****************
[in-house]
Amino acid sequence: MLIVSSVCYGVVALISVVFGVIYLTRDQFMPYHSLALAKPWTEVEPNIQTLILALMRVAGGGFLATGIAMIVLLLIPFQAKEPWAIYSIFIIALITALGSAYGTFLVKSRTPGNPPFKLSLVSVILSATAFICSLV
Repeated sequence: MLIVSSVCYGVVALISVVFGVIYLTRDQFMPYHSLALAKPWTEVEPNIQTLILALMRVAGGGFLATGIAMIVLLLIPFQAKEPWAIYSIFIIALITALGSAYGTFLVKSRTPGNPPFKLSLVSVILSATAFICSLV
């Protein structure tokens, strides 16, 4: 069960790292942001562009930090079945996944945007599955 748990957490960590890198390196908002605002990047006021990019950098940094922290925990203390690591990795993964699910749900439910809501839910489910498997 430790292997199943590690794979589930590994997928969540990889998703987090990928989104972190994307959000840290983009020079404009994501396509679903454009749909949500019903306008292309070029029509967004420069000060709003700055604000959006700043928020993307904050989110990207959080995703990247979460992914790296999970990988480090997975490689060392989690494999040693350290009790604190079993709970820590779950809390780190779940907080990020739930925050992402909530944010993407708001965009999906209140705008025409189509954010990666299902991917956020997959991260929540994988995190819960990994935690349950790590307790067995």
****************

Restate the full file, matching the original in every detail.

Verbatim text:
[in-house]
Amino acid sequence: MLIVSSVCYGVVALISVVFGVIYLTRDQFMPYHSLALAKPWTEVEPNIQTLILALMRVAGGGFLATGIAMIVLLLIPFQAKEPWAIYSIFIIALITALGSAYGTFLVKSRTPGNPPFKLSLVSVILSATAFICSLV
Repeated sequence: MLIVSSVCYGVVALISVVFGVIYLTRDQFMPYHSLALAKPWTEVEPNIQTLILALMRVAGGGFLATGIAMIVLLLIPFQAKEPWAIYSIFIIALITALGSAYGTFLVKSRTPGNPPFKLSLVSVILSATAFICSLV
């Protein structure tokens, strides 16, 4: 069960790292942001562009930090079945996944945007599955 748990957490960590890198390196908002605002990047006021990019950098940094922290925990203390690591990795993964699910749900439910809501839910489910498997 430790292997199943590690794979589930590994997928969540990889998703987090990928989104972190994307959000840290983009020079404009994501396509679903454009749909949500019903306008292309070029029509967004420069000060709003700055604000959006700043928020993307904050989110990207959080995703990247979460992914790296999970990988480090997975490689060392989690494999040693350290009790604190079993709970820590779950809390780190779940907080990020739930925050992402909530944010993407708001965009999906209140705008025409189509954010990666299902991917956020997959991260929540994988995190819960990994935690349950790590307790067995």